The son of Nobel Prize-winning US physicist Luis Walter Alvarez, Walter Alvarez is remembered for his theory that dinosaurs died due to an asteroid impact, a theory he developed with his father. The theory stemmed from their discovery of an iridium-rich layer of clay, since iridium is commonly found in asteroids.
Australian geologist Ian Plimer taught mining geology and earth sciences at institutes such as the University of Adelaide. Apart from publishing over 120 research papers, he has also been a co-editor of the five-volume Encyclopedia of Geology and has penned the award-winning A Short History of Planet Earth.
US geologist, mining engineer, and mountaineer Clarence King was the 1st director of the US Geological Survey. While preparing his report, Systematic Geology, he found the first US glaciers. Mostly known for his exploration of the Sierra Nevada mountain range, he penned the iconic work Mountaineering in the Sierra Nevada.
Arthur Holmes was an English geologist who pioneered the usage of radiometric dating of minerals. He was the first earth scientist to fully understand the thermal and mechanical implications of mantle convection. Arthur Holmes is also remembered for his advocacy of the theory of continental drift. Holmes was the recipient of several prestigious awards, including the Penrose Medal.
Henry Fairfield Osborn was an American geologist, paleontologist, and eugenics advocate. He is best remembered for his association with the American Museum of Natural History where he served as the president for 25 years. Osborn is also remembered for developing his own evolutionary theory which he called the Dawn Man Theory.
Gideon Mantell was a British geologist, obstetrician, and palaeontologist. Mantell's attempt to reconstruct the structure of Iguanodon started the scientific study of dinosaurs. He is also credited with discovering the first fossil teeth of Iguanodon. Subsequently, Gideon Mantell went on to discover and identify much of the skeleton of Iguanodon.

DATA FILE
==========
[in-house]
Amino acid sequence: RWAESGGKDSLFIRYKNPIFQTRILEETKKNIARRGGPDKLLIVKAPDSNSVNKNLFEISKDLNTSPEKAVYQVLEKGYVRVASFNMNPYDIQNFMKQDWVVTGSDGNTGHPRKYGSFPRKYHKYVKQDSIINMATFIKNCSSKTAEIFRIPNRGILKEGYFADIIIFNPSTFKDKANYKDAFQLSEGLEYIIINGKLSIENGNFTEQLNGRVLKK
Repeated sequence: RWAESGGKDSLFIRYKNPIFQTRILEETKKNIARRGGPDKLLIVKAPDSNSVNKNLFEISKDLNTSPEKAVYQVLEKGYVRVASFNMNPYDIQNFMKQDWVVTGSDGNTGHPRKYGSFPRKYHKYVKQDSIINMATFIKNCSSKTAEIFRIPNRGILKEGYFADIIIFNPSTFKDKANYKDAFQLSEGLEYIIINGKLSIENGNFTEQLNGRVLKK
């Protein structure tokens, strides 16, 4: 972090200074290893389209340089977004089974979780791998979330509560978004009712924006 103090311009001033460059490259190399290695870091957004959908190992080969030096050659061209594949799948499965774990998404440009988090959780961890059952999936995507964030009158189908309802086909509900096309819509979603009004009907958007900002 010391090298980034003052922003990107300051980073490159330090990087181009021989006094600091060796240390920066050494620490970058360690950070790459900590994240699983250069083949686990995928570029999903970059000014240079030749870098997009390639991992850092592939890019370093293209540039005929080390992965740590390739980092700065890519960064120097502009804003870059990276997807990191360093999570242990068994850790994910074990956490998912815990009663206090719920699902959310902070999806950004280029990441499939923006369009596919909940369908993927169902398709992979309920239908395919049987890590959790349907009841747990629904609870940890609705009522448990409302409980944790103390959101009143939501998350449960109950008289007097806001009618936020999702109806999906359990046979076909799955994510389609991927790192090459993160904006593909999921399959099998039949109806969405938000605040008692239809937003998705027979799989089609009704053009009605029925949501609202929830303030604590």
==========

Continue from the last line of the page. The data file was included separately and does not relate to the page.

Henry Schoolcraft was an American geologist, geographer, and ethnologist. He is best remembered for his studies of Native American cultures. Henry Schoolcraft is also credited with founding The Journal of Education, America's first journal on public education.
US geophysicist and geologist M. King Hubbert is remembered for developing what is now known as the Hubbert peak theory. Associated with Houston’s Shell research lab, he mostly conducted studies on the migration of petroleum. He was also associated with the faculty of Stanford and Johns Hopkins.
William Morris Davis was an American geologist, geographer, meteorologist, and geomorphologist. Often referred to as the father of American geography, Davis is credited with founding the Association of American Geographers. He is also remembered for his association with the Geological Society of America, where he served as the president. In 1919, he was awarded the Royal Geographical Society's Gold Medal.
Adolf Erik Nordenskiöld was a Finland-Swedish geologist, aristocrat, Arctic explorer, and mineralogist. He is best remembered for leading the Vega Expedition of 1878–1880, the first Arctic expedition to steer through the Northeast Passage. The expedition is regarded as one of the greatest achievements in Swedish science history.
US geophysicist and physical oceanographer Walter Munk is remembered for his path-breaking research on ocean currents and wave propagation. He had been part of the faculty of geophysics at the Scripps Institution of Oceanography. He was also a member of the elite panel of scientists, JASON.
Birbal Sahni was a pioneer of palaeobotanical research in India. The founder of the Birbal Sahni Institute of Palaeobotany, he also taught botany at BHU and Lucknow University. He was also interested in music and tennis, and loved collecting coins. He was a Fellow of The Royal Society, too.
German mineralogist Friedrich Mohs is remembered for inventing a decimal scale used to measure the hardness of minerals, known as the Mohs scale. A professor at the University of Vienna, he later also became the curator of the Imperial Mineralogical Collection. He also laid down a system of classifying crystals.
Adam Sedgwick was a British Anglican priest and geologist. He is credited with guiding and mentoring Charles Darwin during his early years. However, Sedgwick went on to oppose Darwin's theory of evolution. The world's oldest student-run geological society, The Sedgwick Club, was established in his honor in 1880.
Leading US climate expert and Stanford biology professor Stephen Henry Schneider is remembered for his research on climate change and atmosphere. He also founded the journal Climatic Change. He was part of the UN’s Intergovernmental Panel on Climate Change, which shared the 2007 Nobel Peace Prize with Al Gore.